Hai Bo (b. 1962, Changchun, China) graduated from the Printmaking Department of the Fine Art Institute of Jilin in 1984. His artistic ideals involve the restoration of the past through photography. His work is less about what changes through time and more about what endures. Hai Bo has adopted many photographic formats, from panorama, serial, to the square, and often depicts people shown in various stages of life, the cyclical passage of time, and sweeping landscapes.
Hai Bo‘s work is held in numerous important collections, including the Guangdong Museum of Art, Guangzhou, China, The J. Paul Getty Museum, Los Angeles, The Metropolitan Museum of Art, New York, The Museum of Modern Art, New York, National Art Museum of China, Beijing, Singapore Art Museum, Singapore, The Walther Collection, Neu-Ulm/Burlafingen, Germany and New York.
Pace Beijing is pleased to present the solo exhibition of Hai Bo, one of China’s most important conceptual photographers. This will be the artist’s first solo exhibition at the gallery. Hai Bo expresses his understanding of art and creativity through his photographic practice. Since 1987, Hai Bo has worked continuously in the rural areas of Northeast China, leading to the completion of numerous series of work. In his photographs, Hai Bo tends to choose a specific location as a starting point. By introducing the effects of time and narrative into his photographs, he explores the unavoidable changes that occur throughout history, both external and internal. These poetic images stand as a lyrical memorial to the endurance of time and nature.
This exhibition will feature both Hai Bo’s iconic and most recent works. Untitled No. 8, completed in 2009, portrays an old man in the dusk, flanked by significant still-life objects from his life. By flanking the image of an elderly man with a pile of potatoes and a clock, Hai Bo visualizes the traditional metaphor of life and time in a delicate and subtle manner, and manages to convey a sense of permanence and immutability under the ever-changing surface of reality. Hai Bo demonstrates his ability to excel at recording constant change through photography.
One of Hai Bo’s iconic series, The Photographic Diary, uses seemingly scattered visual fragments of everyday life to record people’s habitual memories that have the tendency to erode and disappear gradually over time. These fractured mental images often flash back through the subconscious like a rebus, encouraging people to reexamine themselves in a way that is separate from narration, and to regain lost memories through a stream of consciousness approach.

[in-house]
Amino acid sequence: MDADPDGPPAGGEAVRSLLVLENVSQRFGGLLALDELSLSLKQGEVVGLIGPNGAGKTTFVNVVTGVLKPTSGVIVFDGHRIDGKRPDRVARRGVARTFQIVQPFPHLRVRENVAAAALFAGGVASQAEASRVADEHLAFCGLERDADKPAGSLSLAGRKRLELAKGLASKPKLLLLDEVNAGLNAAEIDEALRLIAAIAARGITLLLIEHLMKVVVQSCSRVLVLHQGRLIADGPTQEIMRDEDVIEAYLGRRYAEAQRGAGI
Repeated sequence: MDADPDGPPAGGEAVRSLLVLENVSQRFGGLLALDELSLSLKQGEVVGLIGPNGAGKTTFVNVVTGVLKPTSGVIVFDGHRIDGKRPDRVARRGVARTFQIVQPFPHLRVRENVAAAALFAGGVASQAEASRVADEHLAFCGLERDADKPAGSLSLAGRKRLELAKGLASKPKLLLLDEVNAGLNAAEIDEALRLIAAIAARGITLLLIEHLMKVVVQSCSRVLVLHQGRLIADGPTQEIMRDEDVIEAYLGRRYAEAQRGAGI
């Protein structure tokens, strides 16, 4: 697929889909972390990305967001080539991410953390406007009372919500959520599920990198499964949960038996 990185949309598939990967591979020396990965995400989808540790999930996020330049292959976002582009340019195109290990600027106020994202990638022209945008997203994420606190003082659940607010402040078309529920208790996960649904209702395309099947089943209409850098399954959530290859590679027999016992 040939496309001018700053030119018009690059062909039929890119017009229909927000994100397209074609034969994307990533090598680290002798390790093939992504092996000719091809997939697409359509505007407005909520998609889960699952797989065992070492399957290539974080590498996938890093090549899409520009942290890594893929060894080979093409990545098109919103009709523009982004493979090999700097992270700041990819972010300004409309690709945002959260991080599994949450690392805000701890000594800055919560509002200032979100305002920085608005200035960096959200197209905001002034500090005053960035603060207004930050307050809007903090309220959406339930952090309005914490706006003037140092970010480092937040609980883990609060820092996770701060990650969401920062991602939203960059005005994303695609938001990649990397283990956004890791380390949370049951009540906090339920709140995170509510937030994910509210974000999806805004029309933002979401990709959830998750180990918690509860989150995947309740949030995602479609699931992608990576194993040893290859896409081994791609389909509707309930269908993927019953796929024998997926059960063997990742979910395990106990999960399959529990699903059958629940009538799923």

This exhibition will also display Hai Bo’s latest series, The Blind. The artist chose a blind fortune-teller as the subject in order to explore both the human desire to control fate as well as, realistically, our helplessness. Hai Bo reflects on the fear of the unknown, pursuit of lost memories and the consequential, inevitable sadness that comes with the longing for something that will last forever. Hai Bo, who is now in his fifties, has chosen to express his ideas on the ever-changing nature of life as well as the unpredictability of fate through his new photographic works. They seem to suggest that even in these uncertain times, some things remain constant.
Hai Bo was born in 1962 in Changchun, China. He currently lives and works in Beijing. Hai Bo has shown and gained popularity both locally and internationally, including exhibitions such as Hai Bo at Pace/MacGill Gallery, New York, U.S.A (2011) and Perspectives: Hai Bo at Smithsonian's Arthur M. Sackler Gallery, Washington DC, U.S.A (2010). He was also included in international group exhibitions such as The China Project at Gallery of Modern Art and Queensland Art Gallery, Queensland, Australia (2009) and Journeys: Mapping the Earth and Mind in Chinese Art at Metropolitan Museum of Art, New York, U.S.A (2007). Hai Bo was awarded The Martell Artist of the Year prize in 2011 and Chinese Contemporary Art Award in 2000. His works are in numerous public collections including the Metropolitan Museum of Art, the J. Paul Getty Museum, Smithsonian's Arthur M. Sackler Gallery ,Queensland Art Gallery, National Art Museum of China, Guangdong Museum of Art.